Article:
Crystal Schick/Yukon News Bronwyn Hancock, associate vice-president of research development at Yukon College, poses for a photo in the forest near the college’s research centre in Whitehorse on July 5. Hancock helped create a new way for the federal government to measure if it’s helping communities across Canada adapt to climate change

Yukon researcher contributes to climate change adaptation report

‘We really worked to weave consideration of different ways of knowing through the report’

A Yukon researcher helped create a new way for the federal government to measure if it’s helping communities in the Yukon and across Canada adapt to climate change.

Bronwyn Hancock, the associate vice president of research development at Yukon College, recently participated in a 22-member panel that developed indicators to assess Canadian communities’ resilience to climate change — and help them figure out how to adapt.

Released last week, the report — Measuring progress on adaptation and climate resilience: recommendations to the Government of Canada — offers 54 indicators on climate change adaptability. Those indicators provide a ruler against which to measure if Canadian communities are becoming more adapted to climate change and if federal climate adaptation funding is working.

Until now, the federal government hasn’t had a standard way to know if money it spends on helping communities adapt to climate change actually helps them. Reporting Canada’s progress on adaptation is required by Canada’s committments under the 2016 Paris Agreement.

The indicators also provide an outline communities can use to structure their climate adaptation plans, said Hancock.

The indicators focus on health, supporting northern and coastal communities, responding to natural disasters, building resilient infrastructure, using scientific and Indigenous knowledge to guide decisions, and monitoring progress on adaptation.

It’s a broad swath of topics, and creating indicators to measure them was an excercise in diplomacy, said Hancock.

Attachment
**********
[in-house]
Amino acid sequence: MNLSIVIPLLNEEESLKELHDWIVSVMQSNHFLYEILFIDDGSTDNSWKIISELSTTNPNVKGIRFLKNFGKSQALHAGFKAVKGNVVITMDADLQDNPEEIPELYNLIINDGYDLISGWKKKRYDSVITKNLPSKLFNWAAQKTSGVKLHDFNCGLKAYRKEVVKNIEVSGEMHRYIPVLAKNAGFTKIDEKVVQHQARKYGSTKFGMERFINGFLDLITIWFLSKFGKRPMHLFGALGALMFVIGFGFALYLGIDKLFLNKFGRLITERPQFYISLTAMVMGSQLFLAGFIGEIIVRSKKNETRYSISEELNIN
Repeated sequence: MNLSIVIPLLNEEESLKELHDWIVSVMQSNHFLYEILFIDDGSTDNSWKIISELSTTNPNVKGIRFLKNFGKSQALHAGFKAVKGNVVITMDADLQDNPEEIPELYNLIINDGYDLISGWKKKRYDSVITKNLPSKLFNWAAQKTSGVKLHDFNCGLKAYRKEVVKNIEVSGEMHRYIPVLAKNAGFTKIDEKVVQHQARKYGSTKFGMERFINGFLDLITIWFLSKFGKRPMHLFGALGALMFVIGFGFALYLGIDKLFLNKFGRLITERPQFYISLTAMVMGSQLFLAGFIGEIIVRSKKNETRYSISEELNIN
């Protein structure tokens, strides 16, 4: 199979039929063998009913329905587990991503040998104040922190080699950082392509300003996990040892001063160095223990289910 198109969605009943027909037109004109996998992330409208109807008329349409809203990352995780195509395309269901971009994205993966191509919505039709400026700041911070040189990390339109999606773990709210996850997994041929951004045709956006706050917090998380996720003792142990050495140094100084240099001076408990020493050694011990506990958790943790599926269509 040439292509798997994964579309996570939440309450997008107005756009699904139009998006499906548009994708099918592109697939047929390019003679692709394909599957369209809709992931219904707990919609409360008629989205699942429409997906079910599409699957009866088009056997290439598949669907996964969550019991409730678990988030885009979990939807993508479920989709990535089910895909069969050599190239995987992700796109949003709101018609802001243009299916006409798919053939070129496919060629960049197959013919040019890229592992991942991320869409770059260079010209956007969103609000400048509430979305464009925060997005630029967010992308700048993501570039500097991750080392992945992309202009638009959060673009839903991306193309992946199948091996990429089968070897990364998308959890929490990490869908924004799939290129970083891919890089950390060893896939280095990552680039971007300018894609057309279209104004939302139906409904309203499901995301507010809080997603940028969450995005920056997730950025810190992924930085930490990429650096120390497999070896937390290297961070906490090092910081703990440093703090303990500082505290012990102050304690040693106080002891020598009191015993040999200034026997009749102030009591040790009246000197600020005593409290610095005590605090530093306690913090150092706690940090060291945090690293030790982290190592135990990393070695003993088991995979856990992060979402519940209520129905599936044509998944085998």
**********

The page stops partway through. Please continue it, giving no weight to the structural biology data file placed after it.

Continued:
“We really worked to weave consideration of different ways of knowing through the report,” she said. “For some people at the table, that’s something they’ve been doing for a long time, for some people it was really new.”

Panellists came from many backgrounds. Industry representatives, Indigenous organizations, academics, and representatives from environmental groups and youth groups were all there. Finding points of common ground relevant to towns across the country was essential, she said.

For example, the group focused on food security, particularly in coastal and northern communities. That lead them to develop an indicator measuring people’s access to country foods — which don’t rely on long-distance air or road travel that can be disrupted by climate-related disasters like landslides or storms — in these communities.

It’s a measure that can then be used by communities to build a case for on-going federal funding to support programs increasing access to country foods.

“We wanted to say, we want to give communities the right to figure out how they want to monitor, gather the data they need, and self-determine the outcome that makes sense for them,” Hancock said.

The indicators don’t force the federal government to modify or increase their funding for climate adaptation.

However, Canada needs to report its progress on climate change adaptation to the other countries who signed the Paris Agreement. Under that agreement, it must show that it’s doing something about climate change adaptation or risk international retaliation. The indicators also give a way for Canadians to push for more government support for adaptation.

The indicators are the ruler used to measure that progress (or lack of progress).

“It was interesting for us as panellists, because we needed to come up with indicators that are measurable,” said Hancock. “We didn’t want to come up with a suite of indicators we were already reaching. We want to use them to compel further action.”

Contact the Yukon News at editor@yukon-news.ca

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